When Dallas Mavericks owner Mark Cuban posted on his blog last year that he doesn’t believe his team should issue credentials to most online writers and bloggers, he offered a sharp look into how a professional sports executive regards the ever-changing media landscape.
Cuban doesn’t like NBA bloggers because he believes their quest to direct eyes at their content leads them to rumor-monger and speculate in a way that can be detrimental to his team’s success. It’s one thing to say a team isn’t playing well; statistics and the scoreboard can support that assertion. It’s another to report that Player X might be traded to Team Y or that “sources” say that Player Z is unhappy with his coach. Cuban has no time for that kind of innuendo, and in some cases, flat inaccurate writing.
The Mavs issue game credentials to newspaper writers, because a certain well-heeled portion of their paying customers – and sponsors – still reads the papers. TV stations gain access, too, since they attract the most attention. Everybody else is suspect, and Cuban says that constituencies not reached by newspaper or TV reporting can be targeted with advertising. In other words, the owner wants his team’s message crafted in a way that suits it best and limiting the number of unpredictable media outlets with access to the Mavericks helps accomplish that goal.
Cuban’s approach is hardly new. Teams have tried to control what the media has said ever since the days MLB teams paid beat writers’ travel expenses and even let them ride along on the train with players and staff. But thanks to the many outlets available to teams today, their goals of reaching fans directly are closer to reality.
That was amplified last week when Boston Bruins senior VP of sales and marketing Amy Latimer declared the team was “really a media company” as the hockey club announced the formation of the Bruins Digital Entertainment Network, which will serve as a holding area for all of the franchise’s online and social media properties, including the team’s Facebook and Pinterest pages, its Twitter accounts, YouTube channel, Tumblr blog and BruinsTV channel. Although most professional teams have all of these outlets, the Bruins – according to Boston College sports business and marketing professor Warren K. Zola – are believed to be the first one to bundle them together.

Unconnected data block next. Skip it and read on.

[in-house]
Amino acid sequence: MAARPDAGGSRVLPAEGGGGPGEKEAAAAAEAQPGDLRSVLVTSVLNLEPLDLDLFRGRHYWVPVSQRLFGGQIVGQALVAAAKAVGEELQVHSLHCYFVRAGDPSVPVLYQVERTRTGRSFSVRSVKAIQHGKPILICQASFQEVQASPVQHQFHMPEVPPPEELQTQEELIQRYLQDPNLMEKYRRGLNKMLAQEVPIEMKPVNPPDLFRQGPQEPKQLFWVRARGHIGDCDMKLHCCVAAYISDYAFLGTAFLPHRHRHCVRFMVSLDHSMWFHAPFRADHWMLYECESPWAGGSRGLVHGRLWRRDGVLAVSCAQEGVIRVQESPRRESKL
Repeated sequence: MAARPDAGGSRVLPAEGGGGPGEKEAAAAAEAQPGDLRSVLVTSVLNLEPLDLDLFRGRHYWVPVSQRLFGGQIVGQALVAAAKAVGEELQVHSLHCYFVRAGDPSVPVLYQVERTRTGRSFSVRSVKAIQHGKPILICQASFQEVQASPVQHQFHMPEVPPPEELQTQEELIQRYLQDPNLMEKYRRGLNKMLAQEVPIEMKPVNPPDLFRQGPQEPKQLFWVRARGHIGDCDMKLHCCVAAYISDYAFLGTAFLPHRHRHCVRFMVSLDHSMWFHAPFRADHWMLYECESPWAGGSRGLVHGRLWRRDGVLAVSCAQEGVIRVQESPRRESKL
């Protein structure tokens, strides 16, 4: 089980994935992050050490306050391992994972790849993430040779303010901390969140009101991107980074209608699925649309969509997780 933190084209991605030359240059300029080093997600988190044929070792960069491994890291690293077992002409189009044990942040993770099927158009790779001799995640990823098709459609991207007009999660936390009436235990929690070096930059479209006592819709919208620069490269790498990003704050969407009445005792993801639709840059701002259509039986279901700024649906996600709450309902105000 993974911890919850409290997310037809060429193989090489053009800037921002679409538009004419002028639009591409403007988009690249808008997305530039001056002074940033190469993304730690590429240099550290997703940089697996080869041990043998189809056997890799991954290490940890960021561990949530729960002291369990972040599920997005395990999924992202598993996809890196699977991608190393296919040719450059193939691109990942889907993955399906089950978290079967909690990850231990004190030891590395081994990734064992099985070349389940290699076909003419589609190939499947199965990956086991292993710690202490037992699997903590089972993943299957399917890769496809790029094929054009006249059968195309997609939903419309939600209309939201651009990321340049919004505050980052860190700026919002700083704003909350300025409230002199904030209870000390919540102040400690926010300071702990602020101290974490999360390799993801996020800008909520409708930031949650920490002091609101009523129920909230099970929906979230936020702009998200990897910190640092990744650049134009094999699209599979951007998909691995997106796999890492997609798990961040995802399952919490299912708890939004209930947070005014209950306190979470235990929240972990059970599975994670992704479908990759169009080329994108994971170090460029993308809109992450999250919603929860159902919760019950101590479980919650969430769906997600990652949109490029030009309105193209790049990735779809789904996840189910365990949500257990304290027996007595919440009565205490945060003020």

The goals of the BDEN (Bruins Den – get it?) are the improved dissemination of information to fans and an increased aggregation of analytic data regarding fans’ habits that can be used to cultivate business relationships with sponsors. Speaking to Boston Globe business reporter D.C. Denison, Latimer said the network’s aim is “to get our content to our fans, in whatever way they want to get it.”
That’s a smart move, since it allows the Bruins to give fans a clearinghouse for all of the team’s outlets. Instead of bouncing from site to site and missing out on certain things, those interested in news about the team can go to one place and get it all. The goal, of course, is to build behaviors in fans that lead them to official Bruins outlets and away from other media, the better to control the message. If a fan can get video highlights, stats, news articles (albeit with a definite team slant), social media, merchandise, tickets and promotional offers from one place, perhaps he won’t go anywhere else. For years, teams had little recourse but to rely on newspapers, TV and radio to report on them. Now, they can supersede those traditional avenues and handle it themselves.
In that regard, the BDEN will be valuable. But the real significance of the Network will be in regard to the analytic data the team will be able to collect. According to Denison, Latimer estimates the team will be able to record more than 30 million impressions a month and will forward that information about fans’ behaviors to an Austin-based company, Umbel Corp. Umbel specializes in taking information about online users’ habits and matching it with the targeted aims of sponsors.
So, if the Bruins see through Umbel that a preponderance of their Facebook fans are also fans of a specific product or brand, they can go to the company and suggest a partnership. Denison uses the example of a tweet sent out by the Bruins. The team can chart how many times it is re-tweeted and how many replies it generates and determine the best way to communicate with their fans along many levels – news, promotions, advertising, etc.
“Any time you can get greater insight into your fans, it’s a great benefit,” Latimer says.
In other words, the BDEN is going to give the team greater access to fans’ habits while also leading those supporters away from more objective accounts of the teams’ play and prospects. The dual-pronged approach will bond fans to the team and its sponsors in ways that were impossible even five years ago and create a pipeline of team-centric information that flows directly to its targets, bypassing the media middleman.
And you know Mark Cuban loves that.
Michael Bradley is a writer, broadcaster and teacher headquartered in suburban Philadelphia. His written work has appeared in Sporting News, ESPN the Magazine, Athlon Sports, Hoop and Slam, among others. He is a host on 97.5 the Fanatic in Philadelphia and contributes analysis for Yahoo! Sports Radio and Sirius Mad Dog Radio. He appears on CSNPhilly.com, writes a weekly column on Philadelphia Magazine’s “Philly Post” and has authored 26 books. He teaches sports journalism at Saint Joseph’s, Villanova and Neumann Universities.